By Lisa Rapaport
Childhood cancer survivors who get plenty of vigorous exercise may live longer than their counterparts who aren’t very active, a recent study suggests
“In cancer survivors, cancer treatment causes what we consider to be an accelerated aging process,” that can lead to premature deaths, said senior study author Lee Jones, chief of the exercise oncology service at Memorial Sloan Kettering Cancer Center in New York City.
So, findings showing that exercise may attenuate or slow this process are not only novel, but critically important for patients since exercise is an intervention they can do right now,” Jones said by email.
Researchers examined survey data on the frequency, intensity and duration of physical activity for 15,450 adults who had been treated for childhood cancer in the U.S. and Canada between 1970 and 1999. By the time half the participants had been followed for 9.6 years, 1,063 of the whole group had died.
At the start of the study, half of the childhood cancer survivors were at least 26 years old.
Researchers asked study participants how often they exercised, and how intensely, as well as what activities they did. Then, the study team scored participants’ exercise levels and intensity based on a measure known as metabolic equivalent of task (MET) hours per week.
After 15 years, the overall mortality rate from all causes was almost 12 percent for people who didn’t exercise
People who achieved 3 to 6 MET hours per week had a mortality rate of 8.6 percent at 15 years, while participants who managed 9 to 12 MET hours a week had a mortality rate of 7.4 percent. The mortality rate was 8 percent for people who achieved 15 to 21 MET hours per week.
Increasing exercise levels over time appeared to boost survival odds, researchers report in JAMA Oncology.
Among a subset of 5,689 survivors, inactive people who increased exercise by an average of about 8 MET hours per week over an eight-year period were 40 percent less likely to die during the study period than participants who remained consistently inactive.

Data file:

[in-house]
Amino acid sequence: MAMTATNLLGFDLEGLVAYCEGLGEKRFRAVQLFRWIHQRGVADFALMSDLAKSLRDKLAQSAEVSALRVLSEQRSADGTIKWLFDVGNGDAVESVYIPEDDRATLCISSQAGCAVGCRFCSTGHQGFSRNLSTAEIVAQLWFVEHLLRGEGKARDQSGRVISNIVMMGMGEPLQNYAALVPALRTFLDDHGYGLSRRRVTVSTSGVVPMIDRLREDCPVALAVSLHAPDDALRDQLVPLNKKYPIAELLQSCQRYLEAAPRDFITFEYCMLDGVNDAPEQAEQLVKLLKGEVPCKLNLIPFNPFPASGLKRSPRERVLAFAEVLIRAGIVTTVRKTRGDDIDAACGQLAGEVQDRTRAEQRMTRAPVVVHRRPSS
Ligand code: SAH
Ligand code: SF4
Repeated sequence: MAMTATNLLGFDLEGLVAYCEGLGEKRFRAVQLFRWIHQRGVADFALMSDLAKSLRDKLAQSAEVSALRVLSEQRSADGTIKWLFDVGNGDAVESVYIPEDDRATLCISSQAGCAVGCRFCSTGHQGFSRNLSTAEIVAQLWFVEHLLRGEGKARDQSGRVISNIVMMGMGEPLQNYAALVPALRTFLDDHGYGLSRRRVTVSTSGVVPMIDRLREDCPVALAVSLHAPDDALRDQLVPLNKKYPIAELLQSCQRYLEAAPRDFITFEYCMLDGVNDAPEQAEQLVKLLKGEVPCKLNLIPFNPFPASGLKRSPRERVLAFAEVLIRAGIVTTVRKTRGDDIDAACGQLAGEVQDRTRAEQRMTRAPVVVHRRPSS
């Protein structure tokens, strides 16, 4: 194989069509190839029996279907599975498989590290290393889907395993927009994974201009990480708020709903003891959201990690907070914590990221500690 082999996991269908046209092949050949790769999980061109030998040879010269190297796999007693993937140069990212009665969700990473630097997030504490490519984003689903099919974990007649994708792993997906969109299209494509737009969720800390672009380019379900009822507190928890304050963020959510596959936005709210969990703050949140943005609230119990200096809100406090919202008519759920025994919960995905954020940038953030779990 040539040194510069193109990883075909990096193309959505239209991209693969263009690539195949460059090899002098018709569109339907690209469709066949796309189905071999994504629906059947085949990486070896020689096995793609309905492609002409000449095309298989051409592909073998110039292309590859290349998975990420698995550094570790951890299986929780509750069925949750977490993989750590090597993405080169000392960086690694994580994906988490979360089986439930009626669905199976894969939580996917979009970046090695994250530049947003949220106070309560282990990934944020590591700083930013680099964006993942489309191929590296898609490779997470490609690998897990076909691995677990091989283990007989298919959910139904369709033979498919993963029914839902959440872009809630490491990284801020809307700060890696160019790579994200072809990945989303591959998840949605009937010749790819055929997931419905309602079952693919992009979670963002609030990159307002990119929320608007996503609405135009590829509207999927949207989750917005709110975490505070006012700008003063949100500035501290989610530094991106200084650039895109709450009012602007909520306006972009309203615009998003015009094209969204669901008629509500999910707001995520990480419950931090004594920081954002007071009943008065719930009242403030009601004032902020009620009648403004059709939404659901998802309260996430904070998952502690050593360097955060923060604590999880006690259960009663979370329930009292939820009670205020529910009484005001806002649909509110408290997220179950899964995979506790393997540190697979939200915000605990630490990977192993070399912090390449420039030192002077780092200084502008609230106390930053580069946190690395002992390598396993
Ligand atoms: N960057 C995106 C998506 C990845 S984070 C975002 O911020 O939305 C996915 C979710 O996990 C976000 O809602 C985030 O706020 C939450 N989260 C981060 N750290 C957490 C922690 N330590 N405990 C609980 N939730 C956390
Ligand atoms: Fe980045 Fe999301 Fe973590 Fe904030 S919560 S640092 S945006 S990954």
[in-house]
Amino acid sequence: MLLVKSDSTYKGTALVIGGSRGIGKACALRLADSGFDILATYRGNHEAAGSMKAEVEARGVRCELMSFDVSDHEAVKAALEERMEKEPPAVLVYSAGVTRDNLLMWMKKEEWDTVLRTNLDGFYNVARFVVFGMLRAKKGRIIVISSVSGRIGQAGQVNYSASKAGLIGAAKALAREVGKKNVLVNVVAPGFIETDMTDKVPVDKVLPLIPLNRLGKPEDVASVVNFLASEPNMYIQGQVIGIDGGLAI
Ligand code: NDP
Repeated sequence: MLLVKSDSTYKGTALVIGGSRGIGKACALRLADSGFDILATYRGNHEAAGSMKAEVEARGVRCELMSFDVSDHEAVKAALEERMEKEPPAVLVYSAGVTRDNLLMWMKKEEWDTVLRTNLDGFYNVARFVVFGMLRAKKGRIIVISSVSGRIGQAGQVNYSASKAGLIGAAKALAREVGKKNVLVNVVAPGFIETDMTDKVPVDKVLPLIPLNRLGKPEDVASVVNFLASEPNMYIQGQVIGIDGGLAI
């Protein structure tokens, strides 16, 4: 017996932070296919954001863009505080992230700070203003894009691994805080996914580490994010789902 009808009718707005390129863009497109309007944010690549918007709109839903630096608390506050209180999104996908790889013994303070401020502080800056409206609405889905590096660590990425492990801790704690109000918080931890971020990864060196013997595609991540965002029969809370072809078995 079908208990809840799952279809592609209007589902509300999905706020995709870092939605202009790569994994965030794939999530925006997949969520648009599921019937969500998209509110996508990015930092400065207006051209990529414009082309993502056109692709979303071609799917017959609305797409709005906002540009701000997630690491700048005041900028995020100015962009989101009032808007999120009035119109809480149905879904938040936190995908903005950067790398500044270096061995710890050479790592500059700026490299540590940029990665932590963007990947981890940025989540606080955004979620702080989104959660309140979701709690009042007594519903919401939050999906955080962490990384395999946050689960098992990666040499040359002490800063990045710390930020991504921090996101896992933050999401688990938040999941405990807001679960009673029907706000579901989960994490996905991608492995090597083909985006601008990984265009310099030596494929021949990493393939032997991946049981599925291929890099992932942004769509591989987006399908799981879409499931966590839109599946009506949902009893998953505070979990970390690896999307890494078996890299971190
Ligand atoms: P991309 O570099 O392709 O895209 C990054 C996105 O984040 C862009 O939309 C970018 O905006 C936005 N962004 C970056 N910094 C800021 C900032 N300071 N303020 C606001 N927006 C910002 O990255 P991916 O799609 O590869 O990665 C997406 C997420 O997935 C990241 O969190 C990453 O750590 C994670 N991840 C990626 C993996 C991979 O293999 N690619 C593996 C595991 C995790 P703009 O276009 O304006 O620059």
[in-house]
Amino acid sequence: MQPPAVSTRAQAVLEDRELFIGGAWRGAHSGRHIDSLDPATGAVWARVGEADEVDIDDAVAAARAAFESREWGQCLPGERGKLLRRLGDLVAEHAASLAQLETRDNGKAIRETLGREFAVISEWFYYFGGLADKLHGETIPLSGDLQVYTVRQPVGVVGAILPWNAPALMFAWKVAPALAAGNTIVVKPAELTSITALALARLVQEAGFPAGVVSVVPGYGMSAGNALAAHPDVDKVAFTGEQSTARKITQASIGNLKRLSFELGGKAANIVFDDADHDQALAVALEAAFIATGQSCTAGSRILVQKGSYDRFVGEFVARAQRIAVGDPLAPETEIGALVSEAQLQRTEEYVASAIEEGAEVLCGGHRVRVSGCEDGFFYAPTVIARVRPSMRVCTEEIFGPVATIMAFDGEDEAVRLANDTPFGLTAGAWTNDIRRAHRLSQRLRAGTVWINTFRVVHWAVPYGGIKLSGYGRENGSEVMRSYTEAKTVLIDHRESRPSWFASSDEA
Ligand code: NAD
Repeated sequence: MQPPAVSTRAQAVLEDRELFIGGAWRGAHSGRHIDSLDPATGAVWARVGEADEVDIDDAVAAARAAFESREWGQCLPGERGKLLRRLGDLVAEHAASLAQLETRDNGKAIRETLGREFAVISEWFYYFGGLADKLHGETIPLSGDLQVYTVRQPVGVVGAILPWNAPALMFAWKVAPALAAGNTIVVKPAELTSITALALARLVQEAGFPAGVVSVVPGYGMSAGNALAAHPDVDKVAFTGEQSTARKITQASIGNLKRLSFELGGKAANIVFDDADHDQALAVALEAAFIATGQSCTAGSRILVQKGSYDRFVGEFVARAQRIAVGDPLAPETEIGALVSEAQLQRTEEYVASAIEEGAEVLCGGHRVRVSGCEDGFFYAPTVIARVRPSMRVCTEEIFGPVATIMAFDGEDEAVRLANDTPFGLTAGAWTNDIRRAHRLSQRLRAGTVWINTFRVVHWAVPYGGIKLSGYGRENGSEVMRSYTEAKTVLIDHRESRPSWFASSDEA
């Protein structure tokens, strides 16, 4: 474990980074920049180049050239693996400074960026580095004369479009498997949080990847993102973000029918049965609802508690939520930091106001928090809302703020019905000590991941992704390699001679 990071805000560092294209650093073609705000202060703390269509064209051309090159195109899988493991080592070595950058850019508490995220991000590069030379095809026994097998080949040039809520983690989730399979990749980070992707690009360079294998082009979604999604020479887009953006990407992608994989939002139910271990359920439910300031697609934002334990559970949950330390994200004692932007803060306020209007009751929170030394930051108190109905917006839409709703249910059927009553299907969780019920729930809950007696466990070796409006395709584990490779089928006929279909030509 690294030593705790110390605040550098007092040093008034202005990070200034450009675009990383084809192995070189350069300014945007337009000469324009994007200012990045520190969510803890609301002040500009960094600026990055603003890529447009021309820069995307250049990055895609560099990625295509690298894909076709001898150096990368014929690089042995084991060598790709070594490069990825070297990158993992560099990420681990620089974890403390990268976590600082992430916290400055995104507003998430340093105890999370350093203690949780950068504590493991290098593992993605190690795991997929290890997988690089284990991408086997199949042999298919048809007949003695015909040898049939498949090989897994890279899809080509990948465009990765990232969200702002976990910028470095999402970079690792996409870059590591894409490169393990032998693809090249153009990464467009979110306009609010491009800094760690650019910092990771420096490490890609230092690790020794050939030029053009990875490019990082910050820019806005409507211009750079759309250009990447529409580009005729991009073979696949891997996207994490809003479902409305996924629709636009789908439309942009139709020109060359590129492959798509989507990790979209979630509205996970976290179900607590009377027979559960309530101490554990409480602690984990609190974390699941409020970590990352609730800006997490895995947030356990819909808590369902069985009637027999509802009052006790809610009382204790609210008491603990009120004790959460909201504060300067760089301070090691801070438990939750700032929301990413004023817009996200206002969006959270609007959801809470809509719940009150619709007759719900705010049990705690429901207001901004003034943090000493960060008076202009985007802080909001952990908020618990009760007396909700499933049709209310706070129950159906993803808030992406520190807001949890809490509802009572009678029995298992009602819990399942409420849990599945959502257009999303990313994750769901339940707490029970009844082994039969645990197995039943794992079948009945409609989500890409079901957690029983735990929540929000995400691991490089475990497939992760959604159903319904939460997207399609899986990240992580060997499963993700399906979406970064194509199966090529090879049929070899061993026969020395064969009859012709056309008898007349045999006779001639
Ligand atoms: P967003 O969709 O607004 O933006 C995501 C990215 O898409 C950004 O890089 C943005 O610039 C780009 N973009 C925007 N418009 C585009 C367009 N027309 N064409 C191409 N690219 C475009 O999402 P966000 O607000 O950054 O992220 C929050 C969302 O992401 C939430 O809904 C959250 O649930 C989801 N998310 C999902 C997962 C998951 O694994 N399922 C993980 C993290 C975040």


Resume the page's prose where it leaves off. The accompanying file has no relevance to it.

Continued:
It’s possible exercise benefits cancer survivors in much the same way that it helps other people – by promoting a healthy heart, Jones said.
“The primary risk of dying prematurely in childhood cancer survivors is cardiovascular disease,” Jones noted. “Exercise may attenuate either the development or progression of cardiovascular disease in all the ways it does so in the general population.”
Among other things, regular vigorous exercise can help bolster the immune system and make it easier for people control their blood pressure, cholesterol and blood sugar.
However, the study wasn’t a controlled experiment designed to prove whether or how exercise might directly boost longevity for childhood longe survivors
Another limitation of the study is its reliance on survey participants to accurately report the frequency and intensity of any exercise. In addition, it excluded some of the sickest childhood cancer survivors who died before the start of the study or before they could complete follow-up questionnaires on their exercise habits.
“These data confirm and extend to cancer survivors our longstanding medical and research experience which have shown that people who exercise generally live longer and better lives,” said Dr. Venkatesh Murthy, a researcher at the University of Michigan in Ann Arbor who wasn’t involved in the study.
“What is less clear from the study is what amount of exercise is necessary or how to best implement programs to encourage exercise during and after treatment for cancer,” Murthy said by email.
Still, it makes sense for cancer survivors to get as much exercise as they can manage.
“Exercise has positive effects on many parts of the body including muscles, bones, blood vessels, and heart and lung function,” Murthy said. “It can also improve mood and promote general well-being.”
SOURCE: JAMA Oncology, online June 3, 2018
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